What are your Leadership Styles?

This is not going to be the start of a step-by-step guide about how to become a Leader, but some thoughts about things I’ve seen that have made me stop and think.

What do real Leaders do differently to other people?  What is it that they know?  I believe the answer is simple: they understand the impact that they have on others around them and modify their own behaviour to have a positive impact.  They don’t use some standard, formulaic approach, they consider each situation and the people involved and start from there.

As far back as 1968, George Litwin and Robert Stringer published a book about “Motivation and organizational climate”.  Further work in this area, by numerous researchers has culminated in the development of an Inventory of Leadership Styles, comprising six different styles:

  • Coercive: placing an emphasis on immediate compliance from employees, good in a crisis, but dangerous elsewhere
  • Authoritative: creating and communicating a vision to employees and taking action when the work deviates from this vision
  • Democratic: asking for employees’ opinions to create a consensus view, but bear in mind that you can’t please everyone
  • Pace-setting: some might call this micro-managing, constantly monitoring and adjusting each employee’s work.  Not good for team-working and harmony
  • Coaching: helping employees to work it out for themselves, good for well-motivated people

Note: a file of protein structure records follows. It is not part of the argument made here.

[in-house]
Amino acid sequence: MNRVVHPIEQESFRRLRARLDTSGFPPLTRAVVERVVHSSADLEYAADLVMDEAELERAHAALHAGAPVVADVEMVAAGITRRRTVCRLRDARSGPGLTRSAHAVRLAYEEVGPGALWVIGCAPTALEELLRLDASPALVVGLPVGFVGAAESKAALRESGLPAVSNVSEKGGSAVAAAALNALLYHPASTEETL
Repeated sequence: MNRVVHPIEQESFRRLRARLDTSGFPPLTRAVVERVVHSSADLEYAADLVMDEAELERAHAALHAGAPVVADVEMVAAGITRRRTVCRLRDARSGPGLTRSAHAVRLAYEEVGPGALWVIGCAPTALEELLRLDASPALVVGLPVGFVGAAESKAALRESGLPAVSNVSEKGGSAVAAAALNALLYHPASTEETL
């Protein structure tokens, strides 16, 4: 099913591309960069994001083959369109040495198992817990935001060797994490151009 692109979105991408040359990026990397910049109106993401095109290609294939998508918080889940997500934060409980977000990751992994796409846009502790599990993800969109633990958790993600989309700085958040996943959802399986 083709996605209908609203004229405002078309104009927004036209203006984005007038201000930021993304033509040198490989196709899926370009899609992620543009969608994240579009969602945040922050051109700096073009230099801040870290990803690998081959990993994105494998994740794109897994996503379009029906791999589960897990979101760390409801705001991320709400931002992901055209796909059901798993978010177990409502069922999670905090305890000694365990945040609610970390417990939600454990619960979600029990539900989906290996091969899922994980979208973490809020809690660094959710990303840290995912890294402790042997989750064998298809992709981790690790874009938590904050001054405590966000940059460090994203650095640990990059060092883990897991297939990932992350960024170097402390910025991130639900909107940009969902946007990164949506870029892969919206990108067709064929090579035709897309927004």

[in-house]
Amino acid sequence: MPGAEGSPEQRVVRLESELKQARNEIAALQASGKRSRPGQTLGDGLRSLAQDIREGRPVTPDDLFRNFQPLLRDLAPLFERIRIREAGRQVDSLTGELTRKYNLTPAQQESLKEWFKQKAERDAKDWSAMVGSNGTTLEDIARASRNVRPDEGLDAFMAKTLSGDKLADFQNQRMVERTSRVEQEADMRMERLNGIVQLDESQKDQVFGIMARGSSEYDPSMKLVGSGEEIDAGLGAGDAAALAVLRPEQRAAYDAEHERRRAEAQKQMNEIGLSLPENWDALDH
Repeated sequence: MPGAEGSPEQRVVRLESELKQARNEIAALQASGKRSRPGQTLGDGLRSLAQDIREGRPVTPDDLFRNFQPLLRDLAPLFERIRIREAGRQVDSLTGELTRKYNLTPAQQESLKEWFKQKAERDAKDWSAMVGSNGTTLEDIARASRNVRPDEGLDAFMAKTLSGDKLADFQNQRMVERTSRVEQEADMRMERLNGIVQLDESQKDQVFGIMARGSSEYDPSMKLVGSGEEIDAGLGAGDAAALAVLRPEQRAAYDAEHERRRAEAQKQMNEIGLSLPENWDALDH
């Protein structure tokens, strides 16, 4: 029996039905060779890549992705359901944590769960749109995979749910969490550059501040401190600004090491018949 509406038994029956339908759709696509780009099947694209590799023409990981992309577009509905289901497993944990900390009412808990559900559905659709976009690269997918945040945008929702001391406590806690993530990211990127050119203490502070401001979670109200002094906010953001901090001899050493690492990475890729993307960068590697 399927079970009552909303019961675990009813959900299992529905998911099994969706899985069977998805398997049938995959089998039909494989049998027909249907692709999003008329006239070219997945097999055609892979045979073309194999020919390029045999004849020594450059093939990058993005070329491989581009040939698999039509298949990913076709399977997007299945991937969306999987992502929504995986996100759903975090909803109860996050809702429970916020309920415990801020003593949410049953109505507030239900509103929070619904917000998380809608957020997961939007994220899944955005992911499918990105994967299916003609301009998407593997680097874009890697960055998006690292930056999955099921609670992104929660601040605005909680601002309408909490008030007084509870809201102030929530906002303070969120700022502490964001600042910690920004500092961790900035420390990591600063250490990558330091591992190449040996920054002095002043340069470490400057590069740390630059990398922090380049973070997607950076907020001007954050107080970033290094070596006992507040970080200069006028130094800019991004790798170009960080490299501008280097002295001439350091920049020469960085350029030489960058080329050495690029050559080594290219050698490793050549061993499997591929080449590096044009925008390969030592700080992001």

• Affiliative: making the employees feel good, but need to resort to other styles to manage under-performance and other issues

It is not enough to know about these styles.  Good leaders use a blend of these styles, selecting the most relevant style to the situation that they find themselves in.

Let me give you a scenario and see if you would do the same as me:

You walk into your workplace and it is a bit of a mess; maybe there’s been a big delivery of stationery and there’s boxes and packaging on the floor.  Shortly after arriving, a colleague burst into your office in a state of angry panic.  You have someone from the corporate headquarters visiting you, the Chief Executive or someone similarly senior, and the visit is today, in 15 minutes time, and your staff are working in the “worst looking office in the building“.


What do you do?  Panic setting in already? Should you run into the office and bark orders at the team (coercive style), in order to get it sorted in time?

You might expect me to tell you to stop and think of a way to calmly walk in to the office and gently persuade your staff to tidy up a bit.  WRONG!

My answer is, as always, “it depends”!

It might be that storming in there and ranting about the mess MIGHT be the right thing to do.  But you must stop and think about the impact this will have on them.  Are they likely to respond positively to this approach or are they going to be wound up by you passing on your anger at being dropped in it at the last minute, because that’s how it may feel to them!

How would you know whether this strongly directive approach would work?  If their jobs, their livelihoods depended on tidying up the office, then it might be ok; if you were trying to get them out of the office during a fire, you’d hardly be likely to take the softly, softly approach!!

In the absence of serious consequences, the calm considered approach would work for me.  Set the scene (authoritative), tell them what’s happened, tell them you’ve been dropped in it, give each of them a specific job to do to office organised (coercive) and lead by example (affiliative).  That blend of styles would probably get the job done with the least damage.  Once you’ve got through the crisis, it might be best to ask them to come up with a plan to avoid the situation in the future (democratic).

Now, what would you do?